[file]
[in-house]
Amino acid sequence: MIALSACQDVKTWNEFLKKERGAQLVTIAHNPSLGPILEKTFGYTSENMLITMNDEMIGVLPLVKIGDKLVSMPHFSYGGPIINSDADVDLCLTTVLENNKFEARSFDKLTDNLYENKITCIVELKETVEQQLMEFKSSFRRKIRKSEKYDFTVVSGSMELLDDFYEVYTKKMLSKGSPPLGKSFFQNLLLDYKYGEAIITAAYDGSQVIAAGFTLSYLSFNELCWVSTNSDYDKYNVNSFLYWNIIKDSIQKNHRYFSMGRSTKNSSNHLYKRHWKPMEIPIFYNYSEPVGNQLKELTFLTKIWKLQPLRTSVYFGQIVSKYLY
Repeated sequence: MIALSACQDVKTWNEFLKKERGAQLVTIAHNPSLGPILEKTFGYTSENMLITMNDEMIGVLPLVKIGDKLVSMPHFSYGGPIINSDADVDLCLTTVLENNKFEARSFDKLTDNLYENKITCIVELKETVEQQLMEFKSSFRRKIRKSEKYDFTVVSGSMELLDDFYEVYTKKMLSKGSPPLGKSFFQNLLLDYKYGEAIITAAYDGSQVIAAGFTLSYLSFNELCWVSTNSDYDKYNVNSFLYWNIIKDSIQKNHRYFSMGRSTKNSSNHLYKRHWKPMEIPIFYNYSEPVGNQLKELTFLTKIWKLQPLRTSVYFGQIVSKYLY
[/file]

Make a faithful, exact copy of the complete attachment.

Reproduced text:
[in-house]
Amino acid sequence: MIALSACQDVKTWNEFLKKERGAQLVTIAHNPSLGPILEKTFGYTSENMLITMNDEMIGVLPLVKIGDKLVSMPHFSYGGPIINSDADVDLCLTTVLENNKFEARSFDKLTDNLYENKITCIVELKETVEQQLMEFKSSFRRKIRKSEKYDFTVVSGSMELLDDFYEVYTKKMLSKGSPPLGKSFFQNLLLDYKYGEAIITAAYDGSQVIAAGFTLSYLSFNELCWVSTNSDYDKYNVNSFLYWNIIKDSIQKNHRYFSMGRSTKNSSNHLYKRHWKPMEIPIFYNYSEPVGNQLKELTFLTKIWKLQPLRTSVYFGQIVSKYLY
Repeated sequence: MIALSACQDVKTWNEFLKKERGAQLVTIAHNPSLGPILEKTFGYTSENMLITMNDEMIGVLPLVKIGDKLVSMPHFSYGGPIINSDADVDLCLTTVLENNKFEARSFDKLTDNLYENKITCIVELKETVEQQLMEFKSSFRRKIRKSEKYDFTVVSGSMELLDDFYEVYTKKMLSKGSPPLGKSFFQNLLLDYKYGEAIITAAYDGSQVIAAGFTLSYLSFNELCWVSTNSDYDKYNVNSFLYWNIIKDSIQKNHRYFSMGRSTKNSSNHLYKRHWKPMEIPIFYNYSEPVGNQLKELTFLTKIWKLQPLRTSVYFGQIVSKYLY